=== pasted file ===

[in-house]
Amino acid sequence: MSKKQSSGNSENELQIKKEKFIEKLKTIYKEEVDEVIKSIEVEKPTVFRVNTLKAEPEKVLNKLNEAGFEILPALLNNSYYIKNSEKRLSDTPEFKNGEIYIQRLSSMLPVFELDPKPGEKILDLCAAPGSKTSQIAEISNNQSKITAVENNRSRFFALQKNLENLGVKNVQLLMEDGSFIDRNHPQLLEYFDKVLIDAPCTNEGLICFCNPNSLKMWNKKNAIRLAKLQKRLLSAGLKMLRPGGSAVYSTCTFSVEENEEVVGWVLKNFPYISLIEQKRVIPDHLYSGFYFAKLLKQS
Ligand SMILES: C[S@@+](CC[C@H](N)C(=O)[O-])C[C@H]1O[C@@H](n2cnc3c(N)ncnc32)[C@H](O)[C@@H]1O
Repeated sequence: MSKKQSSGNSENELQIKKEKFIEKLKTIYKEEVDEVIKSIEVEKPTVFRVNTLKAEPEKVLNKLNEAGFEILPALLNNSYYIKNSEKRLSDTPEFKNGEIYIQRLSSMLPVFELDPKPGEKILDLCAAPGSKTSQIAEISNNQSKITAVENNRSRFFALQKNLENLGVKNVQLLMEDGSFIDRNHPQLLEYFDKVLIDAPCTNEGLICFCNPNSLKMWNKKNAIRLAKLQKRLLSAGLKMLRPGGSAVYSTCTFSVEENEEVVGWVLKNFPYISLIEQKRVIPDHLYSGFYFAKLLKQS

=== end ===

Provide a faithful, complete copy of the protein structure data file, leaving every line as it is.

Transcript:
[in-house]
Amino acid sequence: MSKKQSSGNSENELQIKKEKFIEKLKTIYKEEVDEVIKSIEVEKPTVFRVNTLKAEPEKVLNKLNEAGFEILPALLNNSYYIKNSEKRLSDTPEFKNGEIYIQRLSSMLPVFELDPKPGEKILDLCAAPGSKTSQIAEISNNQSKITAVENNRSRFFALQKNLENLGVKNVQLLMEDGSFIDRNHPQLLEYFDKVLIDAPCTNEGLICFCNPNSLKMWNKKNAIRLAKLQKRLLSAGLKMLRPGGSAVYSTCTFSVEENEEVVGWVLKNFPYISLIEQKRVIPDHLYSGFYFAKLLKQS
Ligand SMILES: C[S@@+](CC[C@H](N)C(=O)[O-])C[C@H]1O[C@@H](n2cnc3c(N)ncnc32)[C@H](O)[C@@H]1O
Repeated sequence: MSKKQSSGNSENELQIKKEKFIEKLKTIYKEEVDEVIKSIEVEKPTVFRVNTLKAEPEKVLNKLNEAGFEILPALLNNSYYIKNSEKRLSDTPEFKNGEIYIQRLSSMLPVFELDPKPGEKILDLCAAPGSKTSQIAEISNNQSKITAVENNRSRFFALQKNLENLGVKNVQLLMEDGSFIDRNHPQLLEYFDKVLIDAPCTNEGLICFCNPNSLKMWNKKNAIRLAKLQKRLLSAGLKMLRPGGSAVYSTCTFSVEENEEVVGWVLKNFPYISLIEQKRVIPDHLYSGFYFAKLLKQS